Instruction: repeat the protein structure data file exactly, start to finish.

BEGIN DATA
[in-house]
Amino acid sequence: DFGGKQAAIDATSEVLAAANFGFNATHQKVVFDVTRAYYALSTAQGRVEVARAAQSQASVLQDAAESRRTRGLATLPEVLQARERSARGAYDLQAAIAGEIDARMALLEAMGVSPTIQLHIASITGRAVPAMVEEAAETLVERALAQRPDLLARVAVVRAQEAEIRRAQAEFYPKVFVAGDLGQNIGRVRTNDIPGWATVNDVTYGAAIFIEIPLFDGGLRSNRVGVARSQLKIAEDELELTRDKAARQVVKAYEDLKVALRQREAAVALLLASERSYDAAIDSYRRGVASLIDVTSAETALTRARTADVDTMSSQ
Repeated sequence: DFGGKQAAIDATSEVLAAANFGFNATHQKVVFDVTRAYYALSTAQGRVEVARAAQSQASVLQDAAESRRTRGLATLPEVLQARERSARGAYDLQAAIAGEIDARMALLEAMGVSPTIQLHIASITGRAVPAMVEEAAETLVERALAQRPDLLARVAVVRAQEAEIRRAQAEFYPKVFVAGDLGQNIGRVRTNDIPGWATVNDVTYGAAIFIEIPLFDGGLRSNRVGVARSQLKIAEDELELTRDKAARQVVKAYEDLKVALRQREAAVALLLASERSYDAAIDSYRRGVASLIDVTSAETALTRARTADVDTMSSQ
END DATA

[in-house]
Amino acid sequence: DFGGKQAAIDATSEVLAAANFGFNATHQKVVFDVTRAYYALSTAQGRVEVARAAQSQASVLQDAAESRRTRGLATLPEVLQARERSARGAYDLQAAIAGEIDARMALLEAMGVSPTIQLHIASITGRAVPAMVEEAAETLVERALAQRPDLLARVAVVRAQEAEIRRAQAEFYPKVFVAGDLGQNIGRVRTNDIPGWATVNDVTYGAAIFIEIPLFDGGLRSNRVGVARSQLKIAEDELELTRDKAARQVVKAYEDLKVALRQREAAVALLLASERSYDAAIDSYRRGVASLIDVTSAETALTRARTADVDTMSSQ
Repeated sequence: DFGGKQAAIDATSEVLAAANFGFNATHQKVVFDVTRAYYALSTAQGRVEVARAAQSQASVLQDAAESRRTRGLATLPEVLQARERSARGAYDLQAAIAGEIDARMALLEAMGVSPTIQLHIASITGRAVPAMVEEAAETLVERALAQRPDLLARVAVVRAQEAEIRRAQAEFYPKVFVAGDLGQNIGRVRTNDIPGWATVNDVTYGAAIFIEIPLFDGGLRSNRVGVARSQLKIAEDELELTRDKAARQVVKAYEDLKVALRQREAAVALLLASERSYDAAIDSYRRGVASLIDVTSAETALTRARTADVDTMSSQ